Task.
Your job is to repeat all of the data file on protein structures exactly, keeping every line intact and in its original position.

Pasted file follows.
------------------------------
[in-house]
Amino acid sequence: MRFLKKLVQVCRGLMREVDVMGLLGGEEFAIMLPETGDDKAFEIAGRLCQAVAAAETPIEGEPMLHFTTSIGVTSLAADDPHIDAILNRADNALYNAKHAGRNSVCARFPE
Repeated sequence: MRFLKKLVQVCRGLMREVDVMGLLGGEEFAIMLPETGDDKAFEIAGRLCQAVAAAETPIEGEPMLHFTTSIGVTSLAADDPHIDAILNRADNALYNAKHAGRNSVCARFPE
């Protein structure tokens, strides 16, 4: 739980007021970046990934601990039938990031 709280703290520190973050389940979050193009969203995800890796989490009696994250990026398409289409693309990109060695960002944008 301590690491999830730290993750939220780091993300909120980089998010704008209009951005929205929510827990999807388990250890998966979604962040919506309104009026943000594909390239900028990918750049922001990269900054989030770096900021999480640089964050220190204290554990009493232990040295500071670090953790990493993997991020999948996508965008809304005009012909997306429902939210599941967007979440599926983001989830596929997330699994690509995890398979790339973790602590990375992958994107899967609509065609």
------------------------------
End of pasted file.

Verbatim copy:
[in-house]
Amino acid sequence: MRFLKKLVQVCRGLMREVDVMGLLGGEEFAIMLPETGDDKAFEIAGRLCQAVAAAETPIEGEPMLHFTTSIGVTSLAADDPHIDAILNRADNALYNAKHAGRNSVCARFPE
Repeated sequence: MRFLKKLVQVCRGLMREVDVMGLLGGEEFAIMLPETGDDKAFEIAGRLCQAVAAAETPIEGEPMLHFTTSIGVTSLAADDPHIDAILNRADNALYNAKHAGRNSVCARFPE
């Protein structure tokens, strides 16, 4: 739980007021970046990934601990039938990031 709280703290520190973050389940979050193009969203995800890796989490009696994250990026398409289409693309990109060695960002944008 301590690491999830730290993750939220780091993300909120980089998010704008209009951005929205929510827990999807388990250890998966979604962040919506309104009026943000594909390239900028990918750049922001990269900054989030770096900021999480640089964050220190204290554990009493232990040295500071670090953790990493993997991020999948996508965008809304005009012909997306429902939210599941967007979440599926983001989830596929997330699994690509995890398979790339973790602590990375992958994107899967609509065609």